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The following is an edited transcript of this episode of Humans Outside.
As someone who loves, LOVES consistency, it’s a lot for me to say that I’m finding joy in the unpredictability of what I’ll encounter outside. And it’s an even bigger deal for me to admit that not only has encountering those surprises outside made my life better, but it’s also made me kind of like the fact that this unpredictability exists.
When I say I’m a person of habit, I mean it in an almost extreme way. As I sit here working on this episode, I see the coffee mug sitting to my left. I drink coffee from the same mug every single day because I like the shape of this particular mug in my hand. I like that it holds a perfect amount of coffee for me to drink before it gets cold. I have, oh, probably around 20 mugs — I know that’s ridiculous. But I use this same mug every day.
I like the feeling of routines. I get up at the same time every day, go to the same fitness class at the same time each week, have the same morning routine.
And, yes, the part of me that loves and finds comfort in that consistency would love it if I lean on nature to deliver that same comfort. And yet, through my over 2,000 days outside I have found that the constant changes brought by heading outside are their own kind of gift. I have found that instead of the comfort of predictability, they bring the joy of daily unexpected delights, with one small key for making it happen:
I have to be looking for it. I have to be willing to try.
The mid-fall, early winter is the perfect time in Alaska to realize this truth because outdoor delights, frankly, take some hunting. Generally speaking, October is simply terrible. I mean it really is. The daylight is suddenly gone. It’s probably cold and uncomfortable. I’ve inevitably forgotten how to dress for cold weather. Everything is brown looking and dead and gross. It’s just frozen enough to be low on the fun scale. I honestly just hate it. Early November is usually not much better.
Unless, that is, I hunt for and cling to small daily wonders.
For me, these wonders look like a pause to note how the bark peels itself from birch trees in this fancy, perfectly curvy way. It looked like noting some little ice crystals on some leaves on the ground. I saw these buds on the tips of the nearby trees — they hold the leaves that will show up next spring and right just sitting there waiting like some kind of small future miracle.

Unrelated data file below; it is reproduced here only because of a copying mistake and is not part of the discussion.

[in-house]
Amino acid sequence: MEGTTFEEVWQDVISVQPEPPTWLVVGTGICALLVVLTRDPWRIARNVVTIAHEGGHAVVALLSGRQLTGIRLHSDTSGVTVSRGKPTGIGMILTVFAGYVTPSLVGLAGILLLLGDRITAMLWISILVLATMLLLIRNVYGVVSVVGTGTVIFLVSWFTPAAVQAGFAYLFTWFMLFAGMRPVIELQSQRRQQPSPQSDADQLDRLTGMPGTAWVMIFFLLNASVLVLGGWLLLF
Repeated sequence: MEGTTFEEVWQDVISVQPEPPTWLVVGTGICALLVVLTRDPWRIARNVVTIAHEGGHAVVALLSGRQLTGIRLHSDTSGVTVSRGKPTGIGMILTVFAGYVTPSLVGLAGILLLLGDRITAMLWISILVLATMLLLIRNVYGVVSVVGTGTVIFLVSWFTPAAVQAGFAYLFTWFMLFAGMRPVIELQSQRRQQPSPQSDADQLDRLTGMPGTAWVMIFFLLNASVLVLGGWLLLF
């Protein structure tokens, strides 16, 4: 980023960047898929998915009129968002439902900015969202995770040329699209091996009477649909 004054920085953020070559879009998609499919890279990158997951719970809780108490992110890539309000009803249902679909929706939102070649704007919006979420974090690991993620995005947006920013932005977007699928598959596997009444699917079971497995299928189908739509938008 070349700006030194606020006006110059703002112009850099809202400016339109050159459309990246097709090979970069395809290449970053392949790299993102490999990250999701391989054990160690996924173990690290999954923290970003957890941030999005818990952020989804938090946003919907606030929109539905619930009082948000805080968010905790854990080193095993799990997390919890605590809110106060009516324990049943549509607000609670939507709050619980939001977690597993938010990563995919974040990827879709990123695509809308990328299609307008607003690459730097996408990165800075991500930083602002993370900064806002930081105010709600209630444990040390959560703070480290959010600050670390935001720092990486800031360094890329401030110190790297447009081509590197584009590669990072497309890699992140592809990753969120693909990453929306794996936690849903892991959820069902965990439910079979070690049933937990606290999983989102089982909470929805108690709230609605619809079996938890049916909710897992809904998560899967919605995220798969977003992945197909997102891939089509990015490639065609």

More and more my small wonders include bringing my questions about things I’ve seen outside back in the house, and coming up with the answers. Does the ice that forms in the mud have a name? And how do these tiny little birds survive the winter?
And honestly, everything isn’t actually terrible if I’m willing to look for the larger, unpredictable wonders that I know bring me joy, and then lean into them when they happen. During the dark months I check the sky for the aurora when I get up in the morning. If it’s putting on a show, everything else gets paused so I can watch. During the season’s first snow, which finally just happened, I took the dogs for a morning walk – something unusual for me – so that I could be the first to leave footsteps down the path.
Even right now as I’m typing this, the snow is coming down just a little more heavily than it was a few moments ago. It’s a quiet wonder to see how it incrementally blankets the ground. Only yesterday everything was dull and brown and boring. Today it’s white and bright and fresh. I love this transformation.
The small wonders can also be found in the bigger things. This snowfalls closes the book on a spectacular few weeks of perfect ice skating conditions on lakes near where I live. Instead of giving into my busy this week, I took two hours to feel the small wonder of skating over ice. It took very little effort — we literally drove up to the lake just 15 minutes down the road. And once I was there I watched for the small things, like the patterns of crystals in the frozen water, or the birds soaring overhead or the way the early day light reflected off the ice. These are small things I could’ve taken for granted that are giving me gifts even now as I am remembering them.
I hope you take the time to notice the small things around you, and let them inspire you towards not just wonder outside, but a better attitude inside. You can see photos of my outdoor time on Humans Outside on Facebook and Instagram. And I want to see yours, too. Tag your outdoor photos with #humansoutside365. Until next time, we’ll see you out there.